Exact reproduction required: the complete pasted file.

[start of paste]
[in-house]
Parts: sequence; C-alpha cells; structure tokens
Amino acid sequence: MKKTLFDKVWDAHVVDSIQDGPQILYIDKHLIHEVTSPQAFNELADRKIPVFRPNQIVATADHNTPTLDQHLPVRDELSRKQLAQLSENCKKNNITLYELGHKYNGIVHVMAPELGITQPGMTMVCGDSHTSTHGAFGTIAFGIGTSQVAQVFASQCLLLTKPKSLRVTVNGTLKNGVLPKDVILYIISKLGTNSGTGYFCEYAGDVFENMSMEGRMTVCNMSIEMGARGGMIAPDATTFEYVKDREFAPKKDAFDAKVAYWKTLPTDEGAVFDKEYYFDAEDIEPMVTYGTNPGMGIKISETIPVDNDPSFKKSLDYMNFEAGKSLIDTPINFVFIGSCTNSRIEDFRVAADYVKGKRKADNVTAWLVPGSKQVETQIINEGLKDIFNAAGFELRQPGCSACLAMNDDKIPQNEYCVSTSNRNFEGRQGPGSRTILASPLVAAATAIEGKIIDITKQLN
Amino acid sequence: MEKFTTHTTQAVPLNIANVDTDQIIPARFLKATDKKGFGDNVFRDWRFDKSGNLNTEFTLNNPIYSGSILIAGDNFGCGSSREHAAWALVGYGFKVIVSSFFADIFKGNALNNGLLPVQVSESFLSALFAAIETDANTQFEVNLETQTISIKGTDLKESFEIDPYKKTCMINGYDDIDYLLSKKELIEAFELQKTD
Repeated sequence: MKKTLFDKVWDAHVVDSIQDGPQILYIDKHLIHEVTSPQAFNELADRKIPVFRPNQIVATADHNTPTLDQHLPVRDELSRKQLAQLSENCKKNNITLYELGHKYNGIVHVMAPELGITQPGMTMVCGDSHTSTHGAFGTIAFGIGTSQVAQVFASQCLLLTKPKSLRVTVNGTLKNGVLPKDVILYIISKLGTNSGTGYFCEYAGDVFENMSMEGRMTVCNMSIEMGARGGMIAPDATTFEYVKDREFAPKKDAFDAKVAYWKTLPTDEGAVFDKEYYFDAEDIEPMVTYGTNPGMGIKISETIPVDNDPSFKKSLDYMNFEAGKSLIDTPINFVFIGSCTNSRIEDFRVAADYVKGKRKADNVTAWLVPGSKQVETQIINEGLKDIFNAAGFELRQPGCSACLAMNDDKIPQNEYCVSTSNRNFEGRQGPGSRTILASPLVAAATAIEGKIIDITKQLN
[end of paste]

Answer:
[in-house]
Parts: sequence; C-alpha cells; structure tokens
Amino acid sequence: MKKTLFDKVWDAHVVDSIQDGPQILYIDKHLIHEVTSPQAFNELADRKIPVFRPNQIVATADHNTPTLDQHLPVRDELSRKQLAQLSENCKKNNITLYELGHKYNGIVHVMAPELGITQPGMTMVCGDSHTSTHGAFGTIAFGIGTSQVAQVFASQCLLLTKPKSLRVTVNGTLKNGVLPKDVILYIISKLGTNSGTGYFCEYAGDVFENMSMEGRMTVCNMSIEMGARGGMIAPDATTFEYVKDREFAPKKDAFDAKVAYWKTLPTDEGAVFDKEYYFDAEDIEPMVTYGTNPGMGIKISETIPVDNDPSFKKSLDYMNFEAGKSLIDTPINFVFIGSCTNSRIEDFRVAADYVKGKRKADNVTAWLVPGSKQVETQIINEGLKDIFNAAGFELRQPGCSACLAMNDDKIPQNEYCVSTSNRNFEGRQGPGSRTILASPLVAAATAIEGKIIDITKQLN
Amino acid sequence: MEKFTTHTTQAVPLNIANVDTDQIIPARFLKATDKKGFGDNVFRDWRFDKSGNLNTEFTLNNPIYSGSILIAGDNFGCGSSREHAAWALVGYGFKVIVSSFFADIFKGNALNNGLLPVQVSESFLSALFAAIETDANTQFEVNLETQTISIKGTDLKESFEIDPYKKTCMINGYDDIDYLLSKKELIEAFELQKTD
Repeated sequence: MKKTLFDKVWDAHVVDSIQDGPQILYIDKHLIHEVTSPQAFNELADRKIPVFRPNQIVATADHNTPTLDQHLPVRDELSRKQLAQLSENCKKNNITLYELGHKYNGIVHVMAPELGITQPGMTMVCGDSHTSTHGAFGTIAFGIGTSQVAQVFASQCLLLTKPKSLRVTVNGTLKNGVLPKDVILYIISKLGTNSGTGYFCEYAGDVFENMSMEGRMTVCNMSIEMGARGGMIAPDATTFEYVKDREFAPKKDAFDAKVAYWKTLPTDEGAVFDKEYYFDAEDIEPMVTYGTNPGMGIKISETIPVDNDPSFKKSLDYMNFEAGKSLIDTPINFVFIGSCTNSRIEDFRVAADYVKGKRKADNVTAWLVPGSKQVETQIINEGLKDIFNAAGFELRQPGCSACLAMNDDKIPQNEYCVSTSNRNFEGRQGPGSRTILASPLVAAATAIEGKIIDITKQLN